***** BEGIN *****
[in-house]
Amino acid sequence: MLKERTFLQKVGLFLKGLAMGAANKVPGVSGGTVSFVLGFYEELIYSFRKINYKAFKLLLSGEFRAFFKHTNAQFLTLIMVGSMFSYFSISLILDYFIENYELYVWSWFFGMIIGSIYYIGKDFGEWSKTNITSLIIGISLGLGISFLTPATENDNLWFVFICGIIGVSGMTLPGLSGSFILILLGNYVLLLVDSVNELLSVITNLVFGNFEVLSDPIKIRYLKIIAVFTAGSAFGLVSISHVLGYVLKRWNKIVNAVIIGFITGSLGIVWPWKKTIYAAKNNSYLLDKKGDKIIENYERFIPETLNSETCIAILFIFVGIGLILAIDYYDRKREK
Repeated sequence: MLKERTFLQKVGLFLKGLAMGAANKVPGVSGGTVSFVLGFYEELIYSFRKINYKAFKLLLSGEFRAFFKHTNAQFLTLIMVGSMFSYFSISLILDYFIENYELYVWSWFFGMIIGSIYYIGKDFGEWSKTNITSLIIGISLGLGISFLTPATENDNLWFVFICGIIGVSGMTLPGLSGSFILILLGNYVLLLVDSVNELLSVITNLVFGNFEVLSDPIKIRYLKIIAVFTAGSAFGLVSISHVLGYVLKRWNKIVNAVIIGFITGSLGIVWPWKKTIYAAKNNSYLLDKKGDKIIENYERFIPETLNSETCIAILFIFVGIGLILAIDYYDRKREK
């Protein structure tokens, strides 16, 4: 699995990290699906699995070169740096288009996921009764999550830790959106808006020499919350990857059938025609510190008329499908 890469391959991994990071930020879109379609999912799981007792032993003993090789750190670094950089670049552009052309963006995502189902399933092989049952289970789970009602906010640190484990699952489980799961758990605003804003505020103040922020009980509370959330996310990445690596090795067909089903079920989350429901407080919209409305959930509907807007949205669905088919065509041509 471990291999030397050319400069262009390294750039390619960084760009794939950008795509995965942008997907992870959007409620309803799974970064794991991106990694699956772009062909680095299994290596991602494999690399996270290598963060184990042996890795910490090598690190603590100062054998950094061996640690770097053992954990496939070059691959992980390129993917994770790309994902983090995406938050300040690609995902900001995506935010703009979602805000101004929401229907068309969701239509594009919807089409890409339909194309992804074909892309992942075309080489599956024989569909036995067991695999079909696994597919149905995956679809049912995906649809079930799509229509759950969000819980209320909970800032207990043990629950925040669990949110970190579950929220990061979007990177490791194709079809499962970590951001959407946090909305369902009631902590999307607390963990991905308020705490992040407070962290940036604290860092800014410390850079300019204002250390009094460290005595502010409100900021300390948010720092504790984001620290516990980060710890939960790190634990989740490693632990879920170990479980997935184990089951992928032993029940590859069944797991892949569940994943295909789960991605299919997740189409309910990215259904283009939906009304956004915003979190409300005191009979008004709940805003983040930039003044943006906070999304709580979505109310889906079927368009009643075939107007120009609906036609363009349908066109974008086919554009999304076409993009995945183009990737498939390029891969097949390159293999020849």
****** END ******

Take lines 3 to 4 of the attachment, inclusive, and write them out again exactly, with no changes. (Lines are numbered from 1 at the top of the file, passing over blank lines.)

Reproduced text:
Repeated sequence: MLKERTFLQKVGLFLKGLAMGAANKVPGVSGGTVSFVLGFYEELIYSFRKINYKAFKLLLSGEFRAFFKHTNAQFLTLIMVGSMFSYFSISLILDYFIENYELYVWSWFFGMIIGSIYYIGKDFGEWSKTNITSLIIGISLGLGISFLTPATENDNLWFVFICGIIGVSGMTLPGLSGSFILILLGNYVLLLVDSVNELLSVITNLVFGNFEVLSDPIKIRYLKIIAVFTAGSAFGLVSISHVLGYVLKRWNKIVNAVIIGFITGSLGIVWPWKKTIYAAKNNSYLLDKKGDKIIENYERFIPETLNSETCIAILFIFVGIGLILAIDYYDRKREK
């Protein structure tokens, strides 16, 4: 699995990290699906699995070169740096288009996921009764999550830790959106808006020499919350990857059938025609510190008329499908 890469391959991994990071930020879109379609999912799981007792032993003993090789750190670094950089670049552009052309963006995502189902399933092989049952289970789970009602906010640190484990699952489980799961758990605003804003505020103040922020009980509370959330996310990445690596090795067909089903079920989350429901407080919209409305959930509907807007949205669905088919065509041509 471990291999030397050319400069262009390294750039390619960084760009794939950008795509995965942008997907992870959007409620309803799974970064794991991106990694699956772009062909680095299994290596991602494999690399996270290598963060184990042996890795910490090598690190603590100062054998950094061996640690770097053992954990496939070059691959992980390129993917994770790309994902983090995406938050300040690609995902900001995506935010703009979602805000101004929401229907068309969701239509594009919807089409890409339909194309992804074909892309992942075309080489599956024989569909036995067991695999079909696994597919149905995956679809049912995906649809079930799509229509759950969000819980209320909970800032207990043990629950925040669990949110970190579950929220990061979007990177490791194709079809499962970590951001959407946090909305369902009631902590999307607390963990991905308020705490992040407070962290940036604290860092800014410390850079300019204002250390009094460290005595502010409100900021300390948010720092504790984001620290516990980060710890939960790190634990989740490693632990879920170990479980997935184990089951992928032993029940590859069944797991892949569940994943295909789960991605299919997740189409309910990215259904283009939906009304956004915003979190409300005191009979008004709940805003983040930039003044943006906070999304709580979505109310889906079927368009009643075939107007120009609906036609363009349908066109974008086919554009999304076409993009995945183009990737498939390029891969097949390159293999020849």